Review: Valencia – We All Need A Reason To Believe

Do you remember when pop-punk was respectable? Before Fall Out Boy blew up, and everyone with a fringe, a myspace page and an attractive lead singer was trying to get in on the act, often regardless of actual musical talent? Before it became a guilty pleasure for anyone who considered themselves to have a discerning music taste (not that I ever did)? I don’t think I do, such is the over-saturation of the genre right now. But Valencia have decided to remind us all that one day, not so long ago on a planet relatively near to our own, that was the case. Their first album was solid. It had a couple of stand out tracks (“The Space Between” and “3000 Miles”), but the rest merely did the job. With their second effort they’ve definitely upped the ante. The basics are still all here: the hooks will have you dancing, the chorus will have you singing, but it’s the quality which raises it above the standard fare. Most 21st century pop-punk focuses on the pop, creating catchy but ultimately disposable tracks. We All Need A Reason To Believe contains songs which capture the immediacy of bands like All Time Low and Forever The Sickest Kids, but have the longevity of earlier releases like Bleed American and Sticks and Stones.

The guitar work is solid. Admittedly it’s not exactly Dragonforce, but you wouldn’t want it to be. Pop-punks designed to chug rather than solo, to swell rather than shred. The same can be said for the drumming, which, while never reaching Travis Barker or Joey Jordison levels, provides perfect pacing and structure. The instruments are played well, and fit together consistently. They provide the background to the true strengths of the album which revolve around vocalist Shane Henderson. His voice is nowhere near as high-pitched as we’ve come to expect from recent releases, and is much stronger as a result. It’s a little more human, more realistic, ultimately you can sing along in key without having to go falsetto, which is a god-send for the vocal chords, as well as any housemates. Tied in with this are the lyrics. They have a depth to them which is rare, avoiding cheesy lines about being broken hearted or going to the beach, whilst still evoking the same emotions and experiences that we associate with pop-punk. The production is also well-done: shiny enough to complement, and even heighten the experience, but not so much so as to make us forget that we’re listening to an actual band rather than a computer programme.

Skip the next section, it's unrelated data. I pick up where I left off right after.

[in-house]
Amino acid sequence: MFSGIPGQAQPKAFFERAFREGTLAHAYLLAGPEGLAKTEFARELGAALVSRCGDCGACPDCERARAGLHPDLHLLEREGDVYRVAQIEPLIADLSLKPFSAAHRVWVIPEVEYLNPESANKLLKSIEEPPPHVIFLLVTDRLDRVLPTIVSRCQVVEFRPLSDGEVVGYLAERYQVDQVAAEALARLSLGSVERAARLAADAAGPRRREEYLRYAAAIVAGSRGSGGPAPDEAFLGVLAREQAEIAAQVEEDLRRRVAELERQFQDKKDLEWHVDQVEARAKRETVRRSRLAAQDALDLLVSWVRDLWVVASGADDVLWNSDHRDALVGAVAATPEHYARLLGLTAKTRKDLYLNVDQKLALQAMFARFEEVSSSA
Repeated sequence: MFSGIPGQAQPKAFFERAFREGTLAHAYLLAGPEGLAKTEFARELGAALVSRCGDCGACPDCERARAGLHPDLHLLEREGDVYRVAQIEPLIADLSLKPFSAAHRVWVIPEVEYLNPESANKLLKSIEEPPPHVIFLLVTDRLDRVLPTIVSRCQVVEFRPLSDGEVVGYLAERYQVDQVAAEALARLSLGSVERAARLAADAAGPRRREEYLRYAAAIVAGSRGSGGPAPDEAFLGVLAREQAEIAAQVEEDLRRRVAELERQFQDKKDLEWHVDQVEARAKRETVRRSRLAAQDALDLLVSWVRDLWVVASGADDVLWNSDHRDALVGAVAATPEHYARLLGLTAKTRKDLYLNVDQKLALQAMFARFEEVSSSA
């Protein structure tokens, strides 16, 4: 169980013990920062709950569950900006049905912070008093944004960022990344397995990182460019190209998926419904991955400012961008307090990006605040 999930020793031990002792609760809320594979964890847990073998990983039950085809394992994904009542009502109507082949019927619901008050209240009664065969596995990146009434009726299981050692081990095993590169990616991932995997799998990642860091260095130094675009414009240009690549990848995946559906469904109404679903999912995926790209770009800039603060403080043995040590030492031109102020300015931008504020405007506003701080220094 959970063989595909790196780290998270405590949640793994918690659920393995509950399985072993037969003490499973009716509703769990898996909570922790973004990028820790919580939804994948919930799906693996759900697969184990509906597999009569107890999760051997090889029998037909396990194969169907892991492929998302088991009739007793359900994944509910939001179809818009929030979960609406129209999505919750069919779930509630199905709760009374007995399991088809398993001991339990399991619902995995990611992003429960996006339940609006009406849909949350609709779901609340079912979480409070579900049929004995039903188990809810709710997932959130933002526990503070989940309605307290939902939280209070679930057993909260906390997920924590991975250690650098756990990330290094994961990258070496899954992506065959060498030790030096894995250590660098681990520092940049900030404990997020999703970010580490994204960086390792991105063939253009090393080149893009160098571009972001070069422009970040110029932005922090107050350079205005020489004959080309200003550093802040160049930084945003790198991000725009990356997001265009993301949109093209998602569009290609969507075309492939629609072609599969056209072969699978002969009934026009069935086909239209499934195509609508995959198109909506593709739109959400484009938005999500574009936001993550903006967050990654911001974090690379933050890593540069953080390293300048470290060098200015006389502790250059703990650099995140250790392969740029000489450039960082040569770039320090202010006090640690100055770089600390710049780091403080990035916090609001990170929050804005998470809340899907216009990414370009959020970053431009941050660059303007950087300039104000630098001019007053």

I’ve tried to avoid a song by song breakdown, as they’re incredibly difficult and personal things to include but for the sake of balance, here goes. “Better Be Prepared”, “I Can’t See Myself”, “Where Did You Go?” and “Free” are personal favourites. “The Good Life” is also an excellent example of song-writing which remains sweet and romantic while managing to avoid becoming sappy and sentimental. Token ballads are seemingly unavoidable nowadays and We All Need A Reason To Believe is no different: “Carry On” represents Valencia at their weakest, seemingly trying to do what they should rather than what they want.

There’s nothing revolutionary about the album. In fact, if anything, the reverse is true, asWe All Need A Reason To Believe seemingly is trying to undo many of the changes to pop-punk from the past 5 or so years. Valencia are unlikely to ever become a Queen or Pink Floyd with albums that consistently created and re-invented. What they are, and what this albums represents, is an almost perfect representation of pop-punk, without all the trappings associated with the genre in the 21st century. In the end it still makes me feel like I’m driving down a sun-kissed highway with a glorious ocean on one side, when in fact I’m in a rather rainy and depressing city in England, and something has to be said for that.

Final Verdict: 9/10

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